OLR Bill Analysis

HB 6389



This bill requires people or institutions that must register with the Department of Consumer Protection (DCP) as controlled substance practitioners to also register for access to DCP's electronic prescription drug monitoring program. They must do so in the manner the DCP commissioner prescribes. By law, the program allows practitioners to see a patient's complete prescription record, including prescriptions by other providers (see BACKGROUND).

The bill applies to practitioners distributing; administering; dispensing; or proposing to distribute, prescribe, administer, or dispense controlled substances in Connecticut. By law, such practitioners must register with DCP as controlled substance practitioners.

For this purpose, practitioners are: physicians; dentists; veterinarians; podiatrists; optometrists; physician assistants; advanced practice registered nurses; nurse-midwives; scientific investigators; hospitals; or other people or institutions licensed, registered, or otherwise permitted to distribute, dispense, conduct research with respect to, or administer a controlled substance in the course of professional practice or research in the state.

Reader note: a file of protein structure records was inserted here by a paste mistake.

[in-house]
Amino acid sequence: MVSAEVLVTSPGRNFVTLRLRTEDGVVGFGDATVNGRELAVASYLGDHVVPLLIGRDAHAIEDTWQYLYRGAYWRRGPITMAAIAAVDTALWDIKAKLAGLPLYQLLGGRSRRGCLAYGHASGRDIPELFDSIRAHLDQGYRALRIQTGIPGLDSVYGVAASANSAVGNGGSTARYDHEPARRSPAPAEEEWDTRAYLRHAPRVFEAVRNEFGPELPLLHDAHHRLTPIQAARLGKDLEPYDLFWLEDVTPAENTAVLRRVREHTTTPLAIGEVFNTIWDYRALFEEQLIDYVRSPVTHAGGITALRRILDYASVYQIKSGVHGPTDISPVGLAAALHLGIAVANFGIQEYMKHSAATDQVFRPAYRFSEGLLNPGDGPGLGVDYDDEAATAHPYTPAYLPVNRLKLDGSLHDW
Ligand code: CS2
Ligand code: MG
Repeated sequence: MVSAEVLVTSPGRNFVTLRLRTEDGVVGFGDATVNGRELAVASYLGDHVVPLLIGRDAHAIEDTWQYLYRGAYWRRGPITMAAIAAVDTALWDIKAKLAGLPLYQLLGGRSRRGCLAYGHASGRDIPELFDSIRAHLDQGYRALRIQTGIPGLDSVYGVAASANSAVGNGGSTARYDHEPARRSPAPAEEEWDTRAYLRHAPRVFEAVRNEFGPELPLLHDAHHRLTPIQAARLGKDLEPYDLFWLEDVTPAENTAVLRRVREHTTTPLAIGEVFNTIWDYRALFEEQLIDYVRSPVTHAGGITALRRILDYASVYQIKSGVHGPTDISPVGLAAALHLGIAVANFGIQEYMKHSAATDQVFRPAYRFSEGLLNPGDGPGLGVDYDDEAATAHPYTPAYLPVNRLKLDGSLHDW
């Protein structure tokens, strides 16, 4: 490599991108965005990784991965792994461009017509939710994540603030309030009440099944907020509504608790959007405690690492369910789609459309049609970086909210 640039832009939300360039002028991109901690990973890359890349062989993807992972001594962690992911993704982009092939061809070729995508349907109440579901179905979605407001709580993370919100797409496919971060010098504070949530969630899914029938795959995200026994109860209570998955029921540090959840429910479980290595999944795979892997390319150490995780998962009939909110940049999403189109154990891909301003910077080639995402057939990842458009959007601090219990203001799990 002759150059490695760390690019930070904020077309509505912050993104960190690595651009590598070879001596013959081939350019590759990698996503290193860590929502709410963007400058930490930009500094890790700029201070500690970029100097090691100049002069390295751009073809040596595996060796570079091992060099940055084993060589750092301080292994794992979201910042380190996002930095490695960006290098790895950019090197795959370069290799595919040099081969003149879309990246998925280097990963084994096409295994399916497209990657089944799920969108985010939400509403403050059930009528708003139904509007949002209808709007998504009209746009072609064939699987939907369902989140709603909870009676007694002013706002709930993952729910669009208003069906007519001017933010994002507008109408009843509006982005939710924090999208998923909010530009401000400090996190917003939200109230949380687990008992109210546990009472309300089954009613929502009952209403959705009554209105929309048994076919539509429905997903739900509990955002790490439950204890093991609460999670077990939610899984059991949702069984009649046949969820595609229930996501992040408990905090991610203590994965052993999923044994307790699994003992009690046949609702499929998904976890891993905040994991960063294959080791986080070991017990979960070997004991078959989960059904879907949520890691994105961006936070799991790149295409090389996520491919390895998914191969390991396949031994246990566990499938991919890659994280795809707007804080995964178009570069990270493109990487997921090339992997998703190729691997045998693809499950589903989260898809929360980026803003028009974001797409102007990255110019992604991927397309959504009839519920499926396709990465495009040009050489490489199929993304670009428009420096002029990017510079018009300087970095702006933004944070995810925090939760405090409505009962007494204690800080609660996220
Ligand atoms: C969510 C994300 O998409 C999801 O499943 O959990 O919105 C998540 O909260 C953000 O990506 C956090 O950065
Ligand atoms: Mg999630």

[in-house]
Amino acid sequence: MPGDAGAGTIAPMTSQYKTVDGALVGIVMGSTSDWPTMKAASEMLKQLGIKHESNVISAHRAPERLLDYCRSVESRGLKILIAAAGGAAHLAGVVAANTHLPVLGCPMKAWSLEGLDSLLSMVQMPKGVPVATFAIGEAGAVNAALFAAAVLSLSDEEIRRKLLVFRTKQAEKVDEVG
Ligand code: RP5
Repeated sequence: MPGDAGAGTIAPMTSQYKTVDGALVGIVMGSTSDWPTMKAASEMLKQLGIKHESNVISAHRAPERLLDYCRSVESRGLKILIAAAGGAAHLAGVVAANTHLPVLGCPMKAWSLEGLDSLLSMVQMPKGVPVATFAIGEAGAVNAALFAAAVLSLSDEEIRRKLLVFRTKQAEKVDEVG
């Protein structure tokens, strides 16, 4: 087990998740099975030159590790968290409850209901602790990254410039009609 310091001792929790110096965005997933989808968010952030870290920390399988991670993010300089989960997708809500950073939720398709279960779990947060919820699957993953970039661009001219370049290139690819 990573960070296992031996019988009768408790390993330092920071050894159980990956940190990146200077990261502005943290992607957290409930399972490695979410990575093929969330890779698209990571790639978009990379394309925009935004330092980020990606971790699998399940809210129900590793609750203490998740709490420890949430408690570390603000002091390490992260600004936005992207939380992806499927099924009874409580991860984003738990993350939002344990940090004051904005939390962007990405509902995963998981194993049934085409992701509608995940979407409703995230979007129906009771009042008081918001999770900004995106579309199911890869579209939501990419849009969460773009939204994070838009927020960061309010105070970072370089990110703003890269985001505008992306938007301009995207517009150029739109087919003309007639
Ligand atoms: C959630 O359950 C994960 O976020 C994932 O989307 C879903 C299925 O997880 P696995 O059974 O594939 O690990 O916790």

EFFECTIVE DATE: October 1, 2013


Prescription Drug Monitoring Program

DCP's electronic prescription drug monitoring program collects and maintains in a central database prescription data for Schedule II through Schedule V controlled substances dispensed by pharmacies and outpatient pharmacies in hospitals or institutions. Information in the database is available to prescribing practitioners and pharmacists in the treatment of their patients. The program is intended to prevent the improper or illegal use of controlled substances.

Related Bills

HB 6406, reported favorably by the General Law Committee, also requires controlled substance practitioners to register for access to the prescription drug monitoring program and makes other changes to the program.

HB 5906, reported favorably by the General Law Committee, requires controlled substance practitioners, before distributing, prescribing, administering, or dispensing a controlled substance, to review the prescription drug monitoring program for the patient's previous history of controlled substance use.


Public Health Committee

Joint Favorable